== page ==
Get Stuffed 

No secrets

Hard work, attention to detail, keeping up with trends behind Evergreens’ success

"I loved Kitchen Confidential! I couldn't stop laughing! My wife was wondering why I was laughing so hard."

And what was so murderously funny about Anthony Bourdain’s expose of New York’s eateries that he slaved in for the last quarter century?

"Oh, the stories just rang so true! I don't know one chef who hasn't read that book who hasn't been either laughing their head off or nodding their head in grim acknowledgement of what can go on in a kitchen."

So explains Don Ryan, executive chef at the Delta Whistler Resort’s Evergreens restaurant, on why chef Anthony Bourdain's book has been such a hit with chefs and food fans.

Bourdain’s expose included harrowing tales of frenzied drug use and crazed screaming at underlings which Ryan couldn’t identify with. But the 14-hour days and the ulcerous pressure of staffing, ordering, preparing and serving high end meals was something Ryan knows all too well after being in the cooking business for the last 24 years.

Ryan got his start in the hotel restaurant biz at the Ottawa's Radisson Hotel, after graduating from Algonquin College with his cooking papers.

"I like staying in one place. I don't move around much," he says.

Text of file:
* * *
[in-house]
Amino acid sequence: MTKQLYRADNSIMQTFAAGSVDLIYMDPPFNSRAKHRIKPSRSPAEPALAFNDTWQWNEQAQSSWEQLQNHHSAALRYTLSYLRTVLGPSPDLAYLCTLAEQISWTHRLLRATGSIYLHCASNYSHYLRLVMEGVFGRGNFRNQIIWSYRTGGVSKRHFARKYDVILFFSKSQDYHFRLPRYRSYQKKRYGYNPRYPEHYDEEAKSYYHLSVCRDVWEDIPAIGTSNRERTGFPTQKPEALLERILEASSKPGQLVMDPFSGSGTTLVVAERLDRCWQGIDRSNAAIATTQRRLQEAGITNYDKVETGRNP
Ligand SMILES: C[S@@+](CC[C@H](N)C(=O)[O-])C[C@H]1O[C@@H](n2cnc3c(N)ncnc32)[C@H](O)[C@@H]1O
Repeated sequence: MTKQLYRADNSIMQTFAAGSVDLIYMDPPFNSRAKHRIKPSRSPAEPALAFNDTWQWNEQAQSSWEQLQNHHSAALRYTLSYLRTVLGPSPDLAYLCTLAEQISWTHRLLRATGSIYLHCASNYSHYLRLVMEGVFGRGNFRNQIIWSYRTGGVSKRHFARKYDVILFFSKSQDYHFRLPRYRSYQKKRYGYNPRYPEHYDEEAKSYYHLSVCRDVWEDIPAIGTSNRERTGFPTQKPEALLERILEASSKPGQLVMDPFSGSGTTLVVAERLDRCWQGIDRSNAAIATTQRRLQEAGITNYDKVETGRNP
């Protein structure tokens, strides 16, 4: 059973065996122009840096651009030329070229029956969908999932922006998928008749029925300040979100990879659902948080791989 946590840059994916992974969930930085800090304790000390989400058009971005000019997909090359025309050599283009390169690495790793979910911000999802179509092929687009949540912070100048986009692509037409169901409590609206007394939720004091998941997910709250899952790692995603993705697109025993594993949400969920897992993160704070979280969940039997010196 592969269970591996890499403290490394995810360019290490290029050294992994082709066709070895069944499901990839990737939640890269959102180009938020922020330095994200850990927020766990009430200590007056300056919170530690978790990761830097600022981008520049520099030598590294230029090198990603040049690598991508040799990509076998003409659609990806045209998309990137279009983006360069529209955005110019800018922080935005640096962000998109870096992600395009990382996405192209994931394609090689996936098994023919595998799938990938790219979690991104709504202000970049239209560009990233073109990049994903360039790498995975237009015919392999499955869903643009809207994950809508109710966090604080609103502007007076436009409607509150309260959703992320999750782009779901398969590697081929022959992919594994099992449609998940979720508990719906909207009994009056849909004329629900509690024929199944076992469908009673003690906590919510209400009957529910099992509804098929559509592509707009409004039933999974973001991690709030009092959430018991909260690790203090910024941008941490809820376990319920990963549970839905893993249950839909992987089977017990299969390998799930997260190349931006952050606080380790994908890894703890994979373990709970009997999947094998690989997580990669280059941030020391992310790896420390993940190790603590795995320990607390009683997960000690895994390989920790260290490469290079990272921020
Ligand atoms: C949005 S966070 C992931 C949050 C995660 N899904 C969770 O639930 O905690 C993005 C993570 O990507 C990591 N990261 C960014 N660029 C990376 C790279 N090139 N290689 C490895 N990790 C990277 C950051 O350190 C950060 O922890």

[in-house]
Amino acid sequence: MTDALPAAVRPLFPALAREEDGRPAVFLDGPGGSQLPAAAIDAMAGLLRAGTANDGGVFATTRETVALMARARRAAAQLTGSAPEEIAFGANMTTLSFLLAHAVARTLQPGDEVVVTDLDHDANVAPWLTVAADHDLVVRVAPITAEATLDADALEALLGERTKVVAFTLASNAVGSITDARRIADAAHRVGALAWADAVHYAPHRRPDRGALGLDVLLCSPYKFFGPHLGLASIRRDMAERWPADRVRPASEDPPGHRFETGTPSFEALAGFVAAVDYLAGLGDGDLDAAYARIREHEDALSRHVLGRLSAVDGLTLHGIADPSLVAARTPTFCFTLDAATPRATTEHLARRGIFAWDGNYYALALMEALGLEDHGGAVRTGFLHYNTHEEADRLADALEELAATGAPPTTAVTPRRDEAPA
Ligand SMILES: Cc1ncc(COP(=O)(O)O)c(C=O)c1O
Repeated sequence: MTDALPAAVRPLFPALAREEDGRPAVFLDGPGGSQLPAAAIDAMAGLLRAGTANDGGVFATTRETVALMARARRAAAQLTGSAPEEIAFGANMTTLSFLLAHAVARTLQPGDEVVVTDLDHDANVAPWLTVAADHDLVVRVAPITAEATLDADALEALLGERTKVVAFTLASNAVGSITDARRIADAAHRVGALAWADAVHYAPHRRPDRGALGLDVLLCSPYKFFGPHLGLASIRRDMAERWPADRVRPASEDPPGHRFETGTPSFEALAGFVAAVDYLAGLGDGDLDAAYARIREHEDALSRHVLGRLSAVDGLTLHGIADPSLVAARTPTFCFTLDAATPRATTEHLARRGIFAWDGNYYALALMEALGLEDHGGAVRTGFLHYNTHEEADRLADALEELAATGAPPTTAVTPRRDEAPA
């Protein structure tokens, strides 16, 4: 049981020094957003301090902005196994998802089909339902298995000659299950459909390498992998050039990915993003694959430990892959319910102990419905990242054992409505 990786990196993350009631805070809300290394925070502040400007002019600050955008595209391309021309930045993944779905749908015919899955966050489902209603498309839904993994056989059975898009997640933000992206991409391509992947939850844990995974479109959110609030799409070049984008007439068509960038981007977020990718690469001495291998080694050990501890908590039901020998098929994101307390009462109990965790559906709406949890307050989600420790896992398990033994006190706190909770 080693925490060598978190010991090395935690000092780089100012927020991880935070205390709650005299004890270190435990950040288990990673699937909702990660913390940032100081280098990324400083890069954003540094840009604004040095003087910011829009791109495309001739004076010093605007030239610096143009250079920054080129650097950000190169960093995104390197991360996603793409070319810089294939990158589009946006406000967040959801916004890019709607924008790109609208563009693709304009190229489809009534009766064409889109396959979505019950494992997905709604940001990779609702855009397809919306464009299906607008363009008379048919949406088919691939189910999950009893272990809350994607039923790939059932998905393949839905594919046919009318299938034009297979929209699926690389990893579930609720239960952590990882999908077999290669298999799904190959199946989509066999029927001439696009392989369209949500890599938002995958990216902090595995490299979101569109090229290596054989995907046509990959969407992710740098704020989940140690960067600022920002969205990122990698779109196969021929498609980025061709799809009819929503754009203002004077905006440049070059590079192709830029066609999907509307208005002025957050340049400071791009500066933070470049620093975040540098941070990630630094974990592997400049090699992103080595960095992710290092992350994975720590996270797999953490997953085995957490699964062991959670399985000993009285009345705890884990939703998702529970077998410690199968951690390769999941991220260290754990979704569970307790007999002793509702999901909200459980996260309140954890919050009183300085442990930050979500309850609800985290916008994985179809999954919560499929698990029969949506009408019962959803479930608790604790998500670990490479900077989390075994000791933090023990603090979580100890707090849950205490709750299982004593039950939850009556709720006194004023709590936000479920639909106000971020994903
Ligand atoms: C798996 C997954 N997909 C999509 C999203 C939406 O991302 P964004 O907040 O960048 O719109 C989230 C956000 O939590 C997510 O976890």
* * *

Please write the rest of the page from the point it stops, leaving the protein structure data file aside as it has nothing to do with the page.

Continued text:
"Plus, I was on Canada's national cross country ski team. I really enjoyed that. It didn't pay much, so I had to give it up and get back into cooking."

Moving west, Ryan stayed close to two years as a sous chef at a Holiday Inn in Edmonton.

"I didn't like Edmonton that much, so when a job opened up in Banff I leapt at it."

Ryan spent six years at Banff's Rim Rock Restaurant before moving to Whistler four years ago to become the executive chef at Evergreens. It’s a move that has agreed with Ryan, as he is an avid outdoorsman who can't get his fill of fishing.

"The fishing and hiking here are so awesome. It’s just so full on to catch a rainbow trout as long as my arm or a fresh salmon."

In terms of his restaurant, Ryan says Evergreens has a unique niche in Whistler as it serves high end food while the restaurant itself maintains a family atmosphere.

Ryan was equally high on the Delta’s commitment to quality on its diverse but traditional menu. Just a quick peruse of Evergreens’ appetizers is enough to get one salivating, with such fare as warm duck breast, B.C. smoked salmon served sushi style and baked goat cheese from Salt Spring Island. If you're a soup fan, try Ryan’s wild mushroom soup, a mix of wild mushrooms with barley and a garnish of Swiss chard that is to die for.

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